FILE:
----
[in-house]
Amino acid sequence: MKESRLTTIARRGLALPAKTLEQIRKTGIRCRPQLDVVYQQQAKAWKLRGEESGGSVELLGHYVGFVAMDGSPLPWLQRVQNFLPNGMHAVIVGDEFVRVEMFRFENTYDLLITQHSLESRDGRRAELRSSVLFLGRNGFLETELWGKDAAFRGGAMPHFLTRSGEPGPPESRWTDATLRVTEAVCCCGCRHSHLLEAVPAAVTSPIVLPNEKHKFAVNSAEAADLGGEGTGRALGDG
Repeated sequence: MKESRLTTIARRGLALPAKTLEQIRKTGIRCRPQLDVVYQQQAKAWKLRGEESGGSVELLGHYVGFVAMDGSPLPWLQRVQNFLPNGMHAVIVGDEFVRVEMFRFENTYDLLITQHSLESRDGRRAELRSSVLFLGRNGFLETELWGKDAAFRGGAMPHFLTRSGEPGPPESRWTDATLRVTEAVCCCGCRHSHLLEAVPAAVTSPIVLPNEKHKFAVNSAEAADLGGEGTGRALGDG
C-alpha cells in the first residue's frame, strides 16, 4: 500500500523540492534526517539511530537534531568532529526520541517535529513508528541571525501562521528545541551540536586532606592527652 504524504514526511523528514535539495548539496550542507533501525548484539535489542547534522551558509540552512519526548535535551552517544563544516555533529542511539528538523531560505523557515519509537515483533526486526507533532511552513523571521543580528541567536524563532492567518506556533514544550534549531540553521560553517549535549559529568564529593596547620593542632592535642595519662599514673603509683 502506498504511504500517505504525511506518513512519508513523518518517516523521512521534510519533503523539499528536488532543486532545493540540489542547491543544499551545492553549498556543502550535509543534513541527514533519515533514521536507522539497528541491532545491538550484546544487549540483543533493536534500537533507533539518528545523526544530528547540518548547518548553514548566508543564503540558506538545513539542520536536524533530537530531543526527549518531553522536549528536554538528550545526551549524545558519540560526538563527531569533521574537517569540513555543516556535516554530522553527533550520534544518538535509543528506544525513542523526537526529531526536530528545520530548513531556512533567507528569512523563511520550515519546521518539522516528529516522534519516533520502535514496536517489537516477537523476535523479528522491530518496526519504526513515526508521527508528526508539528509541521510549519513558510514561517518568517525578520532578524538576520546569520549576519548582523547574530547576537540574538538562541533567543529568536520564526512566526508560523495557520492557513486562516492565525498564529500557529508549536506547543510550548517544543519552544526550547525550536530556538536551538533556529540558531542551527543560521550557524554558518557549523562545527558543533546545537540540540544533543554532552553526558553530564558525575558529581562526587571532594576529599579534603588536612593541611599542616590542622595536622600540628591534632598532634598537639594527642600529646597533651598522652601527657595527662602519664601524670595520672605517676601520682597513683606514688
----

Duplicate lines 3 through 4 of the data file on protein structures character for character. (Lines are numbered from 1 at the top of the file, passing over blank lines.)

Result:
Repeated sequence: MKESRLTTIARRGLALPAKTLEQIRKTGIRCRPQLDVVYQQQAKAWKLRGEESGGSVELLGHYVGFVAMDGSPLPWLQRVQNFLPNGMHAVIVGDEFVRVEMFRFENTYDLLITQHSLESRDGRRAELRSSVLFLGRNGFLETELWGKDAAFRGGAMPHFLTRSGEPGPPESRWTDATLRVTEAVCCCGCRHSHLLEAVPAAVTSPIVLPNEKHKFAVNSAEAADLGGEGTGRALGDG
C-alpha cells in the first residue's frame, strides 16, 4: 500500500523540492534526517539511530537534531568532529526520541517535529513508528541571525501562521528545541551540536586532606592527652 504524504514526511523528514535539495548539496550542507533501525548484539535489542547534522551558509540552512519526548535535551552517544563544516555533529542511539528538523531560505523557515519509537515483533526486526507533532511552513523571521543580528541567536524563532492567518506556533514544550534549531540553521560553517549535549559529568564529593596547620593542632592535642595519662599514673603509683 502506498504511504500517505504525511506518513512519508513523518518517516523521512521534510519533503523539499528536488532543486532545493540540489542547491543544499551545492553549498556543502550535509543534513541527514533519515533514521536507522539497528541491532545491538550484546544487549540483543533493536534500537533507533539518528545523526544530528547540518548547518548553514548566508543564503540558506538545513539542520536536524533530537530531543526527549518531553522536549528536554538528550545526551549524545558519540560526538563527531569533521574537517569540513555543516556535516554530522553527533550520534544518538535509543528506544525513542523526537526529531526536530528545520530548513531556512533567507528569512523563511520550515519546521518539522516528529516522534519516533520502535514496536517489537516477537523476535523479528522491530518496526519504526513515526508521527508528526508539528509541521510549519513558510514561517518568517525578520532578524538576520546569520549576519548582523547574530547576537540574538538562541533567543529568536520564526512566526508560523495557520492557513486562516492565525498564529500557529508549536506547543510550548517544543519552544526550547525550536530556538536551538533556529540558531542551527543560521550557524554558518557549523562545527558543533546545537540540540544533543554532552553526558553530564558525575558529581562526587571532594576529599579534603588536612593541611599542616590542622595536622600540628591534632598532634598537639594527642600529646597533651598522652601527657595527662602519664601524670595520672605517676601520682597513683606514688